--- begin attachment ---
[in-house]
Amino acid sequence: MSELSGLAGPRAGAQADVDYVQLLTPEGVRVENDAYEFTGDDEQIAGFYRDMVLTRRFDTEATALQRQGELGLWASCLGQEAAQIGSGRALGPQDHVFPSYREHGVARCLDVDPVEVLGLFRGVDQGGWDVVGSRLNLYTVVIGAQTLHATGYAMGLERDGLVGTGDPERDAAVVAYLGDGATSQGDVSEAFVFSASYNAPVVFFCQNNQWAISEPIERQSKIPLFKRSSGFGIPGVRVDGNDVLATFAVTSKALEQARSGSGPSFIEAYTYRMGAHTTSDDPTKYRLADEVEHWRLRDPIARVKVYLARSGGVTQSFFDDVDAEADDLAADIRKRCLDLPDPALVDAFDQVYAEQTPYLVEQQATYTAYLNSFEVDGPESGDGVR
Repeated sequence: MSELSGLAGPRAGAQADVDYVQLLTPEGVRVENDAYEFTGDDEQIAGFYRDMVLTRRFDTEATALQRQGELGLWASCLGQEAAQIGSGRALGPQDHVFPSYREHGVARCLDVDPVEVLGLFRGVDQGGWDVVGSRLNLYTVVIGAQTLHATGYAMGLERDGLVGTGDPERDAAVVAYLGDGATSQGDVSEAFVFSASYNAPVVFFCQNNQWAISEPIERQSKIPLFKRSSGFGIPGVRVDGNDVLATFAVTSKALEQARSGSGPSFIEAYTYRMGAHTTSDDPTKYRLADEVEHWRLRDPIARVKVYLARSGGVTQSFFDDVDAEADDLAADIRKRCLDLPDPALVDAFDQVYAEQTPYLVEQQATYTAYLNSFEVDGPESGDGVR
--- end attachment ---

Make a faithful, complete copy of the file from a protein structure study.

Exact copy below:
[in-house]
Amino acid sequence: MSELSGLAGPRAGAQADVDYVQLLTPEGVRVENDAYEFTGDDEQIAGFYRDMVLTRRFDTEATALQRQGELGLWASCLGQEAAQIGSGRALGPQDHVFPSYREHGVARCLDVDPVEVLGLFRGVDQGGWDVVGSRLNLYTVVIGAQTLHATGYAMGLERDGLVGTGDPERDAAVVAYLGDGATSQGDVSEAFVFSASYNAPVVFFCQNNQWAISEPIERQSKIPLFKRSSGFGIPGVRVDGNDVLATFAVTSKALEQARSGSGPSFIEAYTYRMGAHTTSDDPTKYRLADEVEHWRLRDPIARVKVYLARSGGVTQSFFDDVDAEADDLAADIRKRCLDLPDPALVDAFDQVYAEQTPYLVEQQATYTAYLNSFEVDGPESGDGVR
Repeated sequence: MSELSGLAGPRAGAQADVDYVQLLTPEGVRVENDAYEFTGDDEQIAGFYRDMVLTRRFDTEATALQRQGELGLWASCLGQEAAQIGSGRALGPQDHVFPSYREHGVARCLDVDPVEVLGLFRGVDQGGWDVVGSRLNLYTVVIGAQTLHATGYAMGLERDGLVGTGDPERDAAVVAYLGDGATSQGDVSEAFVFSASYNAPVVFFCQNNQWAISEPIERQSKIPLFKRSSGFGIPGVRVDGNDVLATFAVTSKALEQARSGSGPSFIEAYTYRMGAHTTSDDPTKYRLADEVEHWRLRDPIARVKVYLARSGGVTQSFFDDVDAEADDLAADIRKRCLDLPDPALVDAFDQVYAEQTPYLVEQQATYTAYLNSFEVDGPESGDGVR